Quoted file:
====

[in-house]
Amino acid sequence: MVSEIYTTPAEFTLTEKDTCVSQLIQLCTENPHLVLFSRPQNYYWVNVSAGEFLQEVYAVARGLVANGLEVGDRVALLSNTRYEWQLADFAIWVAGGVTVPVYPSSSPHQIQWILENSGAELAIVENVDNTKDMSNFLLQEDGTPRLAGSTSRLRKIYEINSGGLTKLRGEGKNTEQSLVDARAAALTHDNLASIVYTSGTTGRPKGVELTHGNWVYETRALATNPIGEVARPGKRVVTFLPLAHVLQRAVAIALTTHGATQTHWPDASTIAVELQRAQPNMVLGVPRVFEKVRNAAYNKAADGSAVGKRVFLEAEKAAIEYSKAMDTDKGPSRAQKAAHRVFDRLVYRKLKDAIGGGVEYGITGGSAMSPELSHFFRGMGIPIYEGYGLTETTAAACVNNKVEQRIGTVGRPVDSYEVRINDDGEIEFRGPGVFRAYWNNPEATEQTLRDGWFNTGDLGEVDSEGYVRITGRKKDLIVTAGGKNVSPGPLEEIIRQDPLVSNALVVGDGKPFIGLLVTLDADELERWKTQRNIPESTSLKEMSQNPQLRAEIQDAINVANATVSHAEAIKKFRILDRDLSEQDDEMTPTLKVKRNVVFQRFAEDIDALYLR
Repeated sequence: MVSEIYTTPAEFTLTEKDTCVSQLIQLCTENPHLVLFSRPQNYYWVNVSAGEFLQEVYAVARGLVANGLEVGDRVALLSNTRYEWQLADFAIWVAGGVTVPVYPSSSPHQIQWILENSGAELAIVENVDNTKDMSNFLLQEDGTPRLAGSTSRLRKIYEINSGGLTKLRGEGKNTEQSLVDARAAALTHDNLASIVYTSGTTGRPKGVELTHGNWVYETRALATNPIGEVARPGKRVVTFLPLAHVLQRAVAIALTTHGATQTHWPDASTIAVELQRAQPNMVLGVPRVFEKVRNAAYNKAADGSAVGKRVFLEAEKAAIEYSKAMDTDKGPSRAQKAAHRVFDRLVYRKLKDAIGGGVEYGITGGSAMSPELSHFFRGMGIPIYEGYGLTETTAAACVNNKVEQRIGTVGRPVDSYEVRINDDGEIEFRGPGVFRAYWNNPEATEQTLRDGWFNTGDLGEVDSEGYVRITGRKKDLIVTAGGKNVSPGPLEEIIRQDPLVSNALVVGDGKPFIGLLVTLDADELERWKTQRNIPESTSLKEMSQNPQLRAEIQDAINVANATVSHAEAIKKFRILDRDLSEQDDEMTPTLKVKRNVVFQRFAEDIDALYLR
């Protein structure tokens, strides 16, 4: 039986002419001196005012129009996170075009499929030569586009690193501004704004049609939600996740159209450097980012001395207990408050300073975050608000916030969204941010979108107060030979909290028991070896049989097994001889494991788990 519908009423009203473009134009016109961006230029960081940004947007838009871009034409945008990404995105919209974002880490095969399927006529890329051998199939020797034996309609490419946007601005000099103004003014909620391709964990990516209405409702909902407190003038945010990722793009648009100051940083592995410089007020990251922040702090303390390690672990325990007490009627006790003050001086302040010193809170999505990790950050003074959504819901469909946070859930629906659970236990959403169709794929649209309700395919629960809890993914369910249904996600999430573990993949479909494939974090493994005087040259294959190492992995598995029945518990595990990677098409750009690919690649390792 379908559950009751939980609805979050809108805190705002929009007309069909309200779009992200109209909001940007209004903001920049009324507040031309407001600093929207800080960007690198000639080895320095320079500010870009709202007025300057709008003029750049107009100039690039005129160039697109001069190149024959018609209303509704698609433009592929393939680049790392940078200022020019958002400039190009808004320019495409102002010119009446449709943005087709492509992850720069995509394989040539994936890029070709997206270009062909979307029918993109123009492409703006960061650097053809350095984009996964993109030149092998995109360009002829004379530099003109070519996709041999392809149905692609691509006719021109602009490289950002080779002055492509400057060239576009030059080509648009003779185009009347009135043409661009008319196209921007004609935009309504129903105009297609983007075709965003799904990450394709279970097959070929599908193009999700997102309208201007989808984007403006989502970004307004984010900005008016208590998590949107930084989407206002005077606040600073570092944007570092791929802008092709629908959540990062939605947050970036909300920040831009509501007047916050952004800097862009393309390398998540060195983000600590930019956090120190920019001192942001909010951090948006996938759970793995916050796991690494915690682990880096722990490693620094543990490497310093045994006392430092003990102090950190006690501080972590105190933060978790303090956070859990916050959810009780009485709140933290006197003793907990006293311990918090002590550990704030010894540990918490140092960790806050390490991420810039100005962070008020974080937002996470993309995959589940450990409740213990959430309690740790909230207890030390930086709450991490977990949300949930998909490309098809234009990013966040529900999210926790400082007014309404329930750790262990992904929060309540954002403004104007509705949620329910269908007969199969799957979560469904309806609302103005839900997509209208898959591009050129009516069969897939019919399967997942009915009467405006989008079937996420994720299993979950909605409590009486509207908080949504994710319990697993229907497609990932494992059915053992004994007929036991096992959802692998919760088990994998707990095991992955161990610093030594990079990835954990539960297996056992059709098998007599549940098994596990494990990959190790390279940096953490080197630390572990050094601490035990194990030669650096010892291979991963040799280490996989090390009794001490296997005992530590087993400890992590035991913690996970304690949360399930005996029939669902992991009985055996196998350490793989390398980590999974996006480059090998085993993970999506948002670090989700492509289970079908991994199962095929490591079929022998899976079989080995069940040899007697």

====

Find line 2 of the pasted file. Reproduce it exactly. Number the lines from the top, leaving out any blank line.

Amino acid sequence: MVSEIYTTPAEFTLTEKDTCVSQLIQLCTENPHLVLFSRPQNYYWVNVSAGEFLQEVYAVARGLVANGLEVGDRVALLSNTRYEWQLADFAIWVAGGVTVPVYPSSSPHQIQWILENSGAELAIVENVDNTKDMSNFLLQEDGTPRLAGSTSRLRKIYEINSGGLTKLRGEGKNTEQSLVDARAAALTHDNLASIVYTSGTTGRPKGVELTHGNWVYETRALATNPIGEVARPGKRVVTFLPLAHVLQRAVAIALTTHGATQTHWPDASTIAVELQRAQPNMVLGVPRVFEKVRNAAYNKAADGSAVGKRVFLEAEKAAIEYSKAMDTDKGPSRAQKAAHRVFDRLVYRKLKDAIGGGVEYGITGGSAMSPELSHFFRGMGIPIYEGYGLTETTAAACVNNKVEQRIGTVGRPVDSYEVRINDDGEIEFRGPGVFRAYWNNPEATEQTLRDGWFNTGDLGEVDSEGYVRITGRKKDLIVTAGGKNVSPGPLEEIIRQDPLVSNALVVGDGKPFIGLLVTLDADELERWKTQRNIPESTSLKEMSQNPQLRAEIQDAINVANATVSHAEAIKKFRILDRDLSEQDDEMTPTLKVKRNVVFQRFAEDIDALYLR